26. confused driver

    Hi,
    I hope you can help. I recently got a fine for over £100 for not complying with sign which directed me to pass to the left side of the sign. It was a bit confusing but I can see from the photos they sent that there are arrows that indicate to go around an island which actually looks like a speed ramp. I feel annoyed at such a large fine for something so unclear. Anyway, I have a UK car but an Irish licence (moved here recently). I wondered would this make any difference or is it just based on where my car is registered rather than my licence? Thanks for your help.

  27. A

    Got a DUI in Iceland. Paid part of my fine, can I return or would I face jail time? Or who would I contact to pay the fine?

    • Driver Abroad

      Did they send you the fine by post? if so, that should tell you who to pay and how. If you return, its unlikely you’d get stopped at the border control but if you were stopped by the police again for a traffic (or maybe other) offence its likely you would be arrested and not released until you paid the fine.

  28. Simona

    Hi.
    I got an italian plates car and i just got a parking ticket,i live in the UK and drive the car daily.Was wondering what will happend if i dont pay it,will they send the fine to the address where my car is registered in Italy? Thanks

    • Driver Abroad

      They may do that, though its likely they may not follow it up abroad. If however, they know where you live in UK (via your car insurance maybe?) they will pursue you for the fine. Also, if you regularly incur fines in the same area, they may take steps to find out where you live in UK and send the fines there.

  29. coolshades

    I am a UK citizen who returned 2 weeks back from a 2 week holiday in the USA.

    i rented a car and drove from L.A to Grand Canyon for a 3 day trip and then another time drove from LA to Las Vegas.

    my trip was safe, incident free and i drove carefully.

    my question is, if i have committed any traffic violations unknowingly, how will i know about it?

    i will be going back to the US on business in a few weeks and do not want to be stopped at immigration.. this will be a business trip and i will not be alone.

    thks in advance.

    • Driver Abroad

      You won’t be stopped at immigration. I’ve never heard of a country being able to link your passport details to your driving licence, and, as you weren’t stopped by the police, the only way they could attempt to fine you is via the rental company. If they had tried to do that, the rental company would have made you aware by now.

  30. Balkan driver

    Hi everyone,
    I hold a polish driving license. Last year I was passing through Bosnia and Herzegovina and I know a speed camera caught me, the limit was 70 km/h I might’ve been doing 80-83 km/h. Until now, nothing came at home ( in Poland ) from them. I’m planning to travel to Montenegro this year and I’m wondering if I’ll have to pay it and how much is it going to be ?
    Please help me.

    • Driver Abroad

      Hello- its unlikely they’ll stop you at the border, but if stopped by the police while driving the same car, the outstanding fine may show up. I’d carry enough cash in case that happens and they make you pay up on the spot.

      • Balkan driver

        Ouch :(, outstanding ? Does anybody know how much might that be ? 100 € ,1000€, more ??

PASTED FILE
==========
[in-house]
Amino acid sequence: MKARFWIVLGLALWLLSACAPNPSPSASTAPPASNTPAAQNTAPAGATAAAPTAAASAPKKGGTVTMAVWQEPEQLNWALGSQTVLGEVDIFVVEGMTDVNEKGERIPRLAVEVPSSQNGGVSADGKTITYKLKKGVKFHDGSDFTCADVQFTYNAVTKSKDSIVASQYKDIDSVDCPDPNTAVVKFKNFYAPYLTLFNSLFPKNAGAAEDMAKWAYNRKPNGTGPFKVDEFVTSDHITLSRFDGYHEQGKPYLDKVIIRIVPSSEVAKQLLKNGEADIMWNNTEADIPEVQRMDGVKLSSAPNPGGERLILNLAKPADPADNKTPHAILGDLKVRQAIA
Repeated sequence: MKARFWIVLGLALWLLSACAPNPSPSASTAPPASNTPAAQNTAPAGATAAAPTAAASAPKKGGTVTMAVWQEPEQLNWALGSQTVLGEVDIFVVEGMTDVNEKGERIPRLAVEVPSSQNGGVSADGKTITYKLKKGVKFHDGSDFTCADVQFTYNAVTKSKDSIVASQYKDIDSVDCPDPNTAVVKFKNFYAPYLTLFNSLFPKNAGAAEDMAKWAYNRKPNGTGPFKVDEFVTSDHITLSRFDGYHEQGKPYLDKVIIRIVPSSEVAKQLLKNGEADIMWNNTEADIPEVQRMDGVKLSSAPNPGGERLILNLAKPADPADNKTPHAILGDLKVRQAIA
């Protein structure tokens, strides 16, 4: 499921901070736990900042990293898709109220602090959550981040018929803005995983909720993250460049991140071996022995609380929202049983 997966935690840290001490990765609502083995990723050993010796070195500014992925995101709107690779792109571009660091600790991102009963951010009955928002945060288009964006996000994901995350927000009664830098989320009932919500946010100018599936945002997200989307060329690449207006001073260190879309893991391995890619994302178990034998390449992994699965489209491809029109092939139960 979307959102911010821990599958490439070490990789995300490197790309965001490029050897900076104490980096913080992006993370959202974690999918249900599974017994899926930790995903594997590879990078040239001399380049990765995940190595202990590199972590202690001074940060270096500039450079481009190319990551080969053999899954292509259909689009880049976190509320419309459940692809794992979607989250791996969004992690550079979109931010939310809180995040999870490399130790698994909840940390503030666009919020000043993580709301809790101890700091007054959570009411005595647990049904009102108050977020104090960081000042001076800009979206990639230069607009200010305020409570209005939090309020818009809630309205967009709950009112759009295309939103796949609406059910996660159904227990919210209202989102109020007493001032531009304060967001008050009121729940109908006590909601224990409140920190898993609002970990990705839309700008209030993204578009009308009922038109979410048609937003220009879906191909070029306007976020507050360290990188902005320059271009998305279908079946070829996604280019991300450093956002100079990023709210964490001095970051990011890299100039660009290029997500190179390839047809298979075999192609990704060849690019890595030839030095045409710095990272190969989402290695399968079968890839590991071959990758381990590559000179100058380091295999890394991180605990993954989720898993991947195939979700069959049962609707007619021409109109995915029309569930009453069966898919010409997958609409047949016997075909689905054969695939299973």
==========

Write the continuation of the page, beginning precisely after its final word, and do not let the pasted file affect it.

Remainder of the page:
P.S I need to make a correction: the speed limit was 60 and I was doing 70-73 km/h( I don’t think it makes any difference anyway 😀 ).

  31. cassie

    Hi my other half works in the UK. He was caught speeding in a company van and got a letter he said a 100 pound fine and 3 points, he said he had to send them a copy of his licence. He doesn’t have a uk licence just an irish one. Do they add the points onto his irish licence? he has paid the fine

  32. john

    Hello,

    I have a speeding ticket from Switzerland from more than 1 year ago. It was a 100€ fine, that now is up to 350 with fees and all. I decided not to pay then, and I will certainly not pay now and face any possible consequences.

    Facts:

    1- I was in a rental car from a big company from Germany.
    2 – They contacted the rental company and got my name and address; they later contacted me by mail.
    3 – I don’t think about going back to Switzerland.

    Questions:

    How can they get me if I set foot in Switzerland and don’t drive? They apparently don’t have my ID or DL’s number, as confirmed with the rental company. Just a name and address and that’s not enough, I think. My only concern is possible connection flights.

    Is there a expiration for these fines? Is it 3 years as i read in some places?

    Thanks in advance for your answer.

    • Driver Abroad

      Not sure on expiration timescale John. I very much doubt that they can track you at border controlunless they have your passport details linked to the fine. It sounds like Switzerland is a country where the driver of a vehicle is liable for the fine rather than the owner of the vehicle. If it was the owner, the rental company would have been landed with the fine and would no doubt have passed it on to you.More countries are now passing on fines to debt collection companies in the drivers own country so, if they really want to pursue it, I would guess that will be there next course of action.

  33. Cam

    Thanks for this fantastic site and resource! Quick question if you don’t mind?

    I was in the US visiting from the UK in December and picked up 2 parking tickets whilst in LA. I used a rental car from EZ rent-a-car and only gave my driver licence details and not my passport (I think). The 2 parking fines were really minor (parked the wrong way, parked when the cleaning van was coming).